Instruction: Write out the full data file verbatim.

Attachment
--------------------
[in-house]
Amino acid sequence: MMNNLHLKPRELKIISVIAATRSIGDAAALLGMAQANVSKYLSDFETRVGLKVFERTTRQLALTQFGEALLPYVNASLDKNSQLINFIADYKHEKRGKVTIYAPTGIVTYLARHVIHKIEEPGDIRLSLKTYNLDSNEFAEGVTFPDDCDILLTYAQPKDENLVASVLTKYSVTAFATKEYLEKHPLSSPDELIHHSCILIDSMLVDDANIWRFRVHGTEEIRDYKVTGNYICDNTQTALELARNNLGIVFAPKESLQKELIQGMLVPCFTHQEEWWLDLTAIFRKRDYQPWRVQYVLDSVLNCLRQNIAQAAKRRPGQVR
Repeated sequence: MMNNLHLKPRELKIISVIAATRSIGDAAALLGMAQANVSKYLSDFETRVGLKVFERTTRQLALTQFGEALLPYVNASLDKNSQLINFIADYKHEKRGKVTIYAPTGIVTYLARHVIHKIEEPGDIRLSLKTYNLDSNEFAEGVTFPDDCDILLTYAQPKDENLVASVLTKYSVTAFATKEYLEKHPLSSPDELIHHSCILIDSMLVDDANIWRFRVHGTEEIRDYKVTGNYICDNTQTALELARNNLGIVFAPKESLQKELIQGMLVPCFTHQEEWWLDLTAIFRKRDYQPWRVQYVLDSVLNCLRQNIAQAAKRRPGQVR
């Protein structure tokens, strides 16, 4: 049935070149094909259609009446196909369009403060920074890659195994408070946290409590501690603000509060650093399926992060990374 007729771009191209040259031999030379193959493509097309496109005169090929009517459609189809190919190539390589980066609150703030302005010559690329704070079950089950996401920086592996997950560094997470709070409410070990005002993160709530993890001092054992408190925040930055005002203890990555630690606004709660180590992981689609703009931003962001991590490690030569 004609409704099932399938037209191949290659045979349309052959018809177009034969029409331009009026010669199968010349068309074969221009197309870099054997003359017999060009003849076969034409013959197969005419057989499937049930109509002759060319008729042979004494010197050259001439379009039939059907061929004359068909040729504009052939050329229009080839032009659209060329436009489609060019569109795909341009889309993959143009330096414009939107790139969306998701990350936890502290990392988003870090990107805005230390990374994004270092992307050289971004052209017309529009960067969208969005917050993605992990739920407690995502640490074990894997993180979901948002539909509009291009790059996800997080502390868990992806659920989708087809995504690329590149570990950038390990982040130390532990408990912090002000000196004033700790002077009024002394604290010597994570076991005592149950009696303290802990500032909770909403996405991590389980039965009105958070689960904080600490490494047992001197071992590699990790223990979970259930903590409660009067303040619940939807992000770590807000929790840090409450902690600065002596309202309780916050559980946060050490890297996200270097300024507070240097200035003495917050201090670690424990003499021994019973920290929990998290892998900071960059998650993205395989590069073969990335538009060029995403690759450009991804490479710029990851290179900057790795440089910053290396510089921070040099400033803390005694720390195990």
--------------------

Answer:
[in-house]
Amino acid sequence: MMNNLHLKPRELKIISVIAATRSIGDAAALLGMAQANVSKYLSDFETRVGLKVFERTTRQLALTQFGEALLPYVNASLDKNSQLINFIADYKHEKRGKVTIYAPTGIVTYLARHVIHKIEEPGDIRLSLKTYNLDSNEFAEGVTFPDDCDILLTYAQPKDENLVASVLTKYSVTAFATKEYLEKHPLSSPDELIHHSCILIDSMLVDDANIWRFRVHGTEEIRDYKVTGNYICDNTQTALELARNNLGIVFAPKESLQKELIQGMLVPCFTHQEEWWLDLTAIFRKRDYQPWRVQYVLDSVLNCLRQNIAQAAKRRPGQVR
Repeated sequence: MMNNLHLKPRELKIISVIAATRSIGDAAALLGMAQANVSKYLSDFETRVGLKVFERTTRQLALTQFGEALLPYVNASLDKNSQLINFIADYKHEKRGKVTIYAPTGIVTYLARHVIHKIEEPGDIRLSLKTYNLDSNEFAEGVTFPDDCDILLTYAQPKDENLVASVLTKYSVTAFATKEYLEKHPLSSPDELIHHSCILIDSMLVDDANIWRFRVHGTEEIRDYKVTGNYICDNTQTALELARNNLGIVFAPKESLQKELIQGMLVPCFTHQEEWWLDLTAIFRKRDYQPWRVQYVLDSVLNCLRQNIAQAAKRRPGQVR
């Protein structure tokens, strides 16, 4: 049935070149094909259609009446196909369009403060920074890659195994408070946290409590501690603000509060650093399926992060990374 007729771009191209040259031999030379193959493509097309496109005169090929009517459609189809190919190539390589980066609150703030302005010559690329704070079950089950996401920086592996997950560094997470709070409410070990005002993160709530993890001092054992408190925040930055005002203890990555630690606004709660180590992981689609703009931003962001991590490690030569 004609409704099932399938037209191949290659045979349309052959018809177009034969029409331009009026010669199968010349068309074969221009197309870099054997003359017999060009003849076969034409013959197969005419057989499937049930109509002759060319008729042979004494010197050259001439379009039939059907061929004359068909040729504009052939050329229009080839032009659209060329436009489609060019569109795909341009889309993959143009330096414009939107790139969306998701990350936890502290990392988003870090990107805005230390990374994004270092992307050289971004052209017309529009960067969208969005917050993605992990739920407690995502640490074990894997993180979901948002539909509009291009790059996800997080502390868990992806659920989708087809995504690329590149570990950038390990982040130390532990408990912090002000000196004033700790002077009024002394604290010597994570076991005592149950009696303290802990500032909770909403996405991590389980039965009105958070689960904080600490490494047992001197071992590699990790223990979970259930903590409660009067303040619940939807992000770590807000929790840090409450902690600065002596309202309780916050559980946060050490890297996200270097300024507070240097200035003495917050201090670690424990003499021994019973920290929990998290892998900071960059998650993205395989590069073969990335538009060029995403690759450009991804490479710029990851290179900057790795440089910053290396510089921070040099400033803390005694720390195990």